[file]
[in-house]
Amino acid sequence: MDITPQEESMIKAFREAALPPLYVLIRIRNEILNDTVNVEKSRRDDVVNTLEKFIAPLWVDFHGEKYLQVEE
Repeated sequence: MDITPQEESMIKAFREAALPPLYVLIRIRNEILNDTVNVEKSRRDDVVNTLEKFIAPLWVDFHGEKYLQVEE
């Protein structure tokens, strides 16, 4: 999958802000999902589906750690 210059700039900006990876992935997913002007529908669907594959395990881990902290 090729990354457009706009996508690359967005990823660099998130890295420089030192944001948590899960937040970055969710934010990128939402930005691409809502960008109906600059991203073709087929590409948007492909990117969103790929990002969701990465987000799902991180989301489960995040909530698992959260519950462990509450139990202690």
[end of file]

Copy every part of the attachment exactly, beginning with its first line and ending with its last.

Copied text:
[in-house]
Amino acid sequence: MDITPQEESMIKAFREAALPPLYVLIRIRNEILNDTVNVEKSRRDDVVNTLEKFIAPLWVDFHGEKYLQVEE
Repeated sequence: MDITPQEESMIKAFREAALPPLYVLIRIRNEILNDTVNVEKSRRDDVVNTLEKFIAPLWVDFHGEKYLQVEE
């Protein structure tokens, strides 16, 4: 999958802000999902589906750690 210059700039900006990876992935997913002007529908669907594959395990881990902290 090729990354457009706009996508690359967005990823660099998130890295420089030192944001948590899960937040970055969710934010990128939402930005691409809502960008109906600059991203073709087929590409948007492909990117969103790929990002969701990465987000799902991180989301489960995040909530698992959260519950462990509450139990202690």